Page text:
Cover page of The Education of English Language Learners in Arizona: A Legacy of Persisting Achievement Gaps in a Restrictive Language Policy Climate

The Education of English Language Learners in Arizona: A Legacy of Persisting Achievement Gaps in a Restrictive Language Policy Climate

(2010)

This report reviews achievement gaps in both reading and math between ELL and non-ELL students in Arizona over the post-Proposition 203 period 2005-2009 and during the first year of implementation of the 4 hour ELD block, 2008-09. The study finds that Arizona has made little to no progress in closing the achievement gap between ELL and non-ELL students during this period. It also compares achievement gaps in reading and math over the same period between Arizona and Utah and Washington DC, two educational entities with vastly different spending policies. Here, the study argues that, notwithstanding changes in tests and proficiency thresholds in the states over this period of time, the relative position of Arizona vis-a-vis these comparison entities remains very similar, with Arizona continuing to lag behind both in percent of ELL students achieving proficiency in reading and math. The study concludes that Arizona is on the wrong path for closing achievement gaps for its ELL students and that this is due, at least in part, to its highly restrictive language instruction policies.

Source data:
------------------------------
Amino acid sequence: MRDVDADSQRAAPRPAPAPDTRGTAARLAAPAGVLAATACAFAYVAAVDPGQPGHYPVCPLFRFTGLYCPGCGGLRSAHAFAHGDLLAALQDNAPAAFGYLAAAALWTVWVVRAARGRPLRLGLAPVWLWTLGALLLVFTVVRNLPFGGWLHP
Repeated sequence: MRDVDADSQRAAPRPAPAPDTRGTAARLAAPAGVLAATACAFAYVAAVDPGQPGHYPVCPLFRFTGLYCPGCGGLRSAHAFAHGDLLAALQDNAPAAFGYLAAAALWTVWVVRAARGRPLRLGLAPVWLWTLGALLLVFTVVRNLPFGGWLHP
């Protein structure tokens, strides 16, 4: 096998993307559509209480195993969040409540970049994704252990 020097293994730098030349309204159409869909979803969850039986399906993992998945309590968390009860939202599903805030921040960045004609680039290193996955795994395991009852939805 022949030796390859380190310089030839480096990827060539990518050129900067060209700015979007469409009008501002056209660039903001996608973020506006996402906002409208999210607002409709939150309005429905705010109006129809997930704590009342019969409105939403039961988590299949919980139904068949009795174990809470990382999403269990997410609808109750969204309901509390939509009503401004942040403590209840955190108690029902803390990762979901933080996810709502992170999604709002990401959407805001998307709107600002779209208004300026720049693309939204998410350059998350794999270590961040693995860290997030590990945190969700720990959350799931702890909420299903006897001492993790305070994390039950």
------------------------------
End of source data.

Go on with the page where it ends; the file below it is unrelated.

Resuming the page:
Also available at http://civilrightsproject.ucla.edu

Cover page of Implementing Structured English Immersion (SEI) in Arizona: Benefits, Costs, Challenges, and Opportunities

Implementing Structured English Immersion (SEI) in Arizona: Benefits, Costs, Challenges, and Opportunities

(2010)